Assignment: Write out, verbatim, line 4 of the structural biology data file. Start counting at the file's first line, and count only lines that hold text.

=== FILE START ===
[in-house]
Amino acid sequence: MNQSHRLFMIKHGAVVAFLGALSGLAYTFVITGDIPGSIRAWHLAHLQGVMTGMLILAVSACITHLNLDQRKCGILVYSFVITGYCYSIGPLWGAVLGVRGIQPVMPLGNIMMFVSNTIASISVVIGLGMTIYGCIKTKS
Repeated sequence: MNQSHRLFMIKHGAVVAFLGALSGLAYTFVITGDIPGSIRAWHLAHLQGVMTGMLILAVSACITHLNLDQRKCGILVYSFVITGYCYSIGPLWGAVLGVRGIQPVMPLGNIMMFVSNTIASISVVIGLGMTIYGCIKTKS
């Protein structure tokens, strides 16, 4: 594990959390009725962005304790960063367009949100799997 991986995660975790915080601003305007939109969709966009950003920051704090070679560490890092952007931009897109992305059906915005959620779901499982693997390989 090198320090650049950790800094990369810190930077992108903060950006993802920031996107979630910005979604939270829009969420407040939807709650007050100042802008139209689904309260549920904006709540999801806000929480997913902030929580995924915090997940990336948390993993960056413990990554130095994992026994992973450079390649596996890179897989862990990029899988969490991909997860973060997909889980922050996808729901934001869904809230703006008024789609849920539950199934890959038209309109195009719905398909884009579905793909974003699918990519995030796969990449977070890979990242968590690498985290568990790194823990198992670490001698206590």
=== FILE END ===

């Protein structure tokens, strides 16, 4: 594990959390009725962005304790960063367009949100799997 991986995660975790915080601003305007939109969709966009950003920051704090070679560490890092952007931009897109992305059906915005959620779901499982693997390989 090198320090650049950790800094990369810190930077992108903060950006993802920031996107979630910005979604939270829009969420407040939807709650007050100042802008139209689904309260549920904006709540999801806000929480997913902030929580995924915090997940990336948390993993960056413990990554130095994992026994992973450079390649596996890179897989862990990029899988969490991909997860973060997909889980922050996808729901934001869904809230703006008024789609849920539950199934890959038209309109195009719905398909884009579905793909974003699918990519995030796969990449977070890979990242968590690498985290568990790194823990198992670490001698206590």